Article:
Today's Topic



Should Therapists Be
in Therapy?
Part I

Part II
Part III

Natalia J. Garland

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Should therapists be required to undergo therapy themselves? Is there any professional gain if therapists undergo therapy? Do therapists learn how to be therapists by undergoing their own therapy? Do therapists become better people by undergoing therapy, and does this make them better therapists? In short, is there any relationship between participating in therapy and providing therapy?

I will try to answer these questions by approaching the topic from the following possible scenarios:

  • Civil rights of therapists.
  • Use of therapy as personal preparation for becoming a therapist.
  • Ethical necessity for impaired therapists to get help.
  • Recognition that one's emotional state is fragile and a voluntary request for therapy.
  • Employer mandate that a therapist enter therapy as a disciplinary measure.

Therapists, as citizens of a democracy, have the same civil rights as other citizens. Are these fundamental rights violated if a school or training institute requires student therapists to undergo therapy as a part of the curriculum? Since students choose to enroll in these schools, they have obviously consented to follow the rules and complete the academic requirements, including any requirement to undergo personal therapy. However, if an individual wants to study in one of the psychoanalytic institutes, for example, but finds the therapy requirement objectionable, there is probably no real choice but to comply in order to obtain the other desired educational aspects and career benefits of institute training.

What is the purpose of the therapy requirement? Is it to improve the student's level of mental health? Is it to make the student a better professional? Is there any documented connection between personal therapy and the acquisition of therapeutic skills? Is it logical to assume that all students even need to be in therapy? And, if they do not need therapy for an existing emotional disorder, should not any participation in therapy for personal growth be a free decision on the student's part?

Why not require therapy for all professions? Why not require therapy for those wanting to become priests, doctors, lawyers, and teachers? Given the crimes of sexual abuse and child molestation perpetrated by a variety of professionals, pre-licensure therapy might have a preventive value for the community. That is, if the therapy were somehow directed toward uncovering these tendencies and if such individuals were denied professional licenses.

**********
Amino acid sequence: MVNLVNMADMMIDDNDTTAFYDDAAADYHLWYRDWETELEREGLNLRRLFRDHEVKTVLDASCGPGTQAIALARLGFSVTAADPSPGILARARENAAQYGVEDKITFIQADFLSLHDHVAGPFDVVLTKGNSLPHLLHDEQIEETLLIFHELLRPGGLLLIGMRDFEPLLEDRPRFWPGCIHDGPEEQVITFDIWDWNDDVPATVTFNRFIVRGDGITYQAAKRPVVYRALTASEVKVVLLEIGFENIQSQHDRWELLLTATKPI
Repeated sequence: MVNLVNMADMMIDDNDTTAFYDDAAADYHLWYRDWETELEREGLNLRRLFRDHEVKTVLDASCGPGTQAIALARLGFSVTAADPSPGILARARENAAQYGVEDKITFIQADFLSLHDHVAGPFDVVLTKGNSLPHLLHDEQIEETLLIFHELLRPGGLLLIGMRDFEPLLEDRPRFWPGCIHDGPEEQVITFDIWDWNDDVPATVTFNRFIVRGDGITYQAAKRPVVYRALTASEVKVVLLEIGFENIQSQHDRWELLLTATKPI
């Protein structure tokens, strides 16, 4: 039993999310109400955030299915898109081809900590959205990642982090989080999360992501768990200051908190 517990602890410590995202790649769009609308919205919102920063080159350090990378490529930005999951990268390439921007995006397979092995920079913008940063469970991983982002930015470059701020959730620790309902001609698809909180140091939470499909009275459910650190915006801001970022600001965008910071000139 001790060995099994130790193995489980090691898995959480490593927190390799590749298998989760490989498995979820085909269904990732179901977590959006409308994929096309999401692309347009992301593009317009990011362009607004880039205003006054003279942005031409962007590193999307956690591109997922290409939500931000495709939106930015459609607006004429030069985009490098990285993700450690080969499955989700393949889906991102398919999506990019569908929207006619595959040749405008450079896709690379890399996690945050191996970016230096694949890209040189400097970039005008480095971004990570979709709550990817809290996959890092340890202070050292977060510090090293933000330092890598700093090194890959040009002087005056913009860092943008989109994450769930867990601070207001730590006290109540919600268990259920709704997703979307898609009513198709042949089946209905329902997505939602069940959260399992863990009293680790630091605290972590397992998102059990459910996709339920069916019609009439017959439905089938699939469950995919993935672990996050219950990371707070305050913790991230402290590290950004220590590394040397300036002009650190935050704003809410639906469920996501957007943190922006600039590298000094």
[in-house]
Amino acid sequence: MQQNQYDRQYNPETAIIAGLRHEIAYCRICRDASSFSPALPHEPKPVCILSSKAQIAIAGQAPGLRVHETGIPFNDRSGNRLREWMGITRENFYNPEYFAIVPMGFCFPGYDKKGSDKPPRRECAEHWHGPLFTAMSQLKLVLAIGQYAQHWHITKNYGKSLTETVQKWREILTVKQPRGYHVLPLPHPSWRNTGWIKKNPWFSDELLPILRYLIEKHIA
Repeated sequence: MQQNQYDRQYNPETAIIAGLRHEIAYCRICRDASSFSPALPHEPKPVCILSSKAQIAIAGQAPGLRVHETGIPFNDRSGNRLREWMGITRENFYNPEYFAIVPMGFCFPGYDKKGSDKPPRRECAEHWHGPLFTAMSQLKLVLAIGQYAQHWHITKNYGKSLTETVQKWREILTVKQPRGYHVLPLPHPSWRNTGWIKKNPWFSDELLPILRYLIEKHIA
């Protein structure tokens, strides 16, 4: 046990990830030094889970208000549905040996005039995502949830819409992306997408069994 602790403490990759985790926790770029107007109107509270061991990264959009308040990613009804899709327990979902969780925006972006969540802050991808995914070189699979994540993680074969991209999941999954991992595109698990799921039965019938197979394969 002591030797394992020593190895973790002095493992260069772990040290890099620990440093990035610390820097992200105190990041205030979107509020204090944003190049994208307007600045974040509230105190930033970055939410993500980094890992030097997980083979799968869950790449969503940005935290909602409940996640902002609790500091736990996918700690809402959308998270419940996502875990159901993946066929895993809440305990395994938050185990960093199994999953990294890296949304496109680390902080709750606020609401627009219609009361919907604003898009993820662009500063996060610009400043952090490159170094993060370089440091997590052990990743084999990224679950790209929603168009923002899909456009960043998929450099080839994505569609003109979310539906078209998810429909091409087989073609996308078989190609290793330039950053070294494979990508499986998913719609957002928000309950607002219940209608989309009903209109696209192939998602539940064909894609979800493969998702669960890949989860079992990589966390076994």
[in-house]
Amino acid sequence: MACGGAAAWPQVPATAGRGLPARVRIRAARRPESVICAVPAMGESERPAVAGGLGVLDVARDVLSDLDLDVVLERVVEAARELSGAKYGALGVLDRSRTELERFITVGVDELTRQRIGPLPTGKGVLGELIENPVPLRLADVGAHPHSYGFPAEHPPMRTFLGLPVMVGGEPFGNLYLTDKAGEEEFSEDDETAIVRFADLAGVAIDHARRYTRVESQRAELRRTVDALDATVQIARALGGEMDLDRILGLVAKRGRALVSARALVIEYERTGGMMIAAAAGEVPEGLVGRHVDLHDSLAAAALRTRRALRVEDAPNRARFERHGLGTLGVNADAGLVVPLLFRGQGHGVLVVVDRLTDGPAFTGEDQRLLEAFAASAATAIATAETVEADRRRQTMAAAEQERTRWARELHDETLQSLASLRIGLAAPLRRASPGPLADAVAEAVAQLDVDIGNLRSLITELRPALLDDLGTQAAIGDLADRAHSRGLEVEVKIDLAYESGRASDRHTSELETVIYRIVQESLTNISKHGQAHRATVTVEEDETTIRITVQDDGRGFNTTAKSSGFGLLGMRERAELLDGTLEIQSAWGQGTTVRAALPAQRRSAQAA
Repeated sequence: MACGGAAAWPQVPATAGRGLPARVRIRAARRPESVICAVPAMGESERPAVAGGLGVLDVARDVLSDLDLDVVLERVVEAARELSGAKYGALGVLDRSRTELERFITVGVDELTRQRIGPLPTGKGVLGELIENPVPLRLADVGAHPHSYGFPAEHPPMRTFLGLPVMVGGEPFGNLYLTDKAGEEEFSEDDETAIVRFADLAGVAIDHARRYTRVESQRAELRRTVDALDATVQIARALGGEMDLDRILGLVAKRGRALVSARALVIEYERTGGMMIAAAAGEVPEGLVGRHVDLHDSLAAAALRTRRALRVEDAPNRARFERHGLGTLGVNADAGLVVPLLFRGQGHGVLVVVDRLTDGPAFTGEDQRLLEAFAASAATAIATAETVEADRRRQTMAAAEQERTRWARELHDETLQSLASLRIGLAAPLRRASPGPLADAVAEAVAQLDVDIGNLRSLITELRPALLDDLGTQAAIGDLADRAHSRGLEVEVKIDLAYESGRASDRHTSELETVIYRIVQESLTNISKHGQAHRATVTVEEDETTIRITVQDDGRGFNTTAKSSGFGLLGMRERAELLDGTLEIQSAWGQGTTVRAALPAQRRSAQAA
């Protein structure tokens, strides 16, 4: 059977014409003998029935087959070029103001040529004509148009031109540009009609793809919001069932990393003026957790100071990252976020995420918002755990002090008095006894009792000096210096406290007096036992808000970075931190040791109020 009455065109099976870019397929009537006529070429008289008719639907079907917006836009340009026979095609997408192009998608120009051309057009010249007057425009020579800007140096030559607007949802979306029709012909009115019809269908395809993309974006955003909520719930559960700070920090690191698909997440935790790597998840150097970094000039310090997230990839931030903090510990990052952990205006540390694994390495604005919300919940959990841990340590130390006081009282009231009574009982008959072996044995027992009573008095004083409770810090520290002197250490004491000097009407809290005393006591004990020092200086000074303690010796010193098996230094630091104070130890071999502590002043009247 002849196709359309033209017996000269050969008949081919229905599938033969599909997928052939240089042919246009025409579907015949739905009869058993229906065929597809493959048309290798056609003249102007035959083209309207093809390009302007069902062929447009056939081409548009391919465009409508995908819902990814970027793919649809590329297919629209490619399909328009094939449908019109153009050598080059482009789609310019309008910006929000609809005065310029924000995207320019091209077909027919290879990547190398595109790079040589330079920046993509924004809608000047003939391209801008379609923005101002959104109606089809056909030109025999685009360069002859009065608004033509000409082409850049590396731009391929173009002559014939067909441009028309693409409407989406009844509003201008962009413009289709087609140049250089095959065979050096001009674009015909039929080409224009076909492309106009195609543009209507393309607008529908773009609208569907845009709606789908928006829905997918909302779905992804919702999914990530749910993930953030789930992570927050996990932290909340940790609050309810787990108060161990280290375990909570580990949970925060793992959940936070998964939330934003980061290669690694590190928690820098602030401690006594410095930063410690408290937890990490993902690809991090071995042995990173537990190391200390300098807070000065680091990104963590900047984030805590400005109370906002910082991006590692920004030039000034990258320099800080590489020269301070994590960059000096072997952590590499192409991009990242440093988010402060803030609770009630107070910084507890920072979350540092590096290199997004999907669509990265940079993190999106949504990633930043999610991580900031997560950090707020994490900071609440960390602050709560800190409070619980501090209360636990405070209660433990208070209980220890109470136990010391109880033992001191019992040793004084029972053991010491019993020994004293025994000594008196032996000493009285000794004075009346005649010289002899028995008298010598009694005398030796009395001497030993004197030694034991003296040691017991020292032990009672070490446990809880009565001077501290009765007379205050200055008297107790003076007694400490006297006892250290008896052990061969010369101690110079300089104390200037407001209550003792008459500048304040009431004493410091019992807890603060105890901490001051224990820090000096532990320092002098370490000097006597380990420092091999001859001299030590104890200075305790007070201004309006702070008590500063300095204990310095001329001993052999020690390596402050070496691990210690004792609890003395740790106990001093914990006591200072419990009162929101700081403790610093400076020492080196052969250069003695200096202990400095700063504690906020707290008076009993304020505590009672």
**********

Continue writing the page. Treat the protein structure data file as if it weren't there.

Society seems to hold high standards for professionals and public servants, and rightfully so. Nobody likes hypocrisy. Professionals cannot be expected to be perfect, but their professional behavior must be ethical and their public behavior must reflect a practice what you preach mode. Ministers who visit prostitutes, priests who molest boys, male doctors who sexually abuse female patients, teachers who seduce students, or therapists who abuse alcohol: none of these situations is to be tolerated.

Therapists who still carry their own unresolved issues may become incapacitated when attempting to treat patients with the same issues. Here is a possible example. Let's say that a female therapist was raped when she was 16 years old. She has never shared this with anyone. She has completed graduate school, gotten her state license, and is working at a mental health clinic. She has been assigned a female patient who starts talking about having been raped at age 16. The therapist's discomfort over this topic could obstruct her ability to tend to the patient's needs. The therapist could possibly re-experience traumatization or regress to the use of maladaptive defense mechanisms.

In instances such as the above, required psychotherapy during the training years could have possibly uncovered and resolved such emotional issues, thereby enabling students to live more fully and to begin fruitful careers. But what about students who enter training with a good level of mental health? Could not the therapy requirement be felt as both generic and intrusive? Should student programs, like patient treatment plans, be individualized?

Most likely, many people could benefit from therapy in some way, no matter what their level of functioning. The crux here is the imposed requirement of therapy. Perhaps schools could recommend therapy and provide a solid rational as to the potential benefits, and then let students decide for themselves. If the advantages are real, responsible students will probably make the right decision for themselves. Taking away decision-making power in a matter as personal as therapy could create counter-therapeutic conditions and false results. (Written 03/22/04)

Until we meet again..............stay sane.

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Copyright 2004 Natalia J. Garland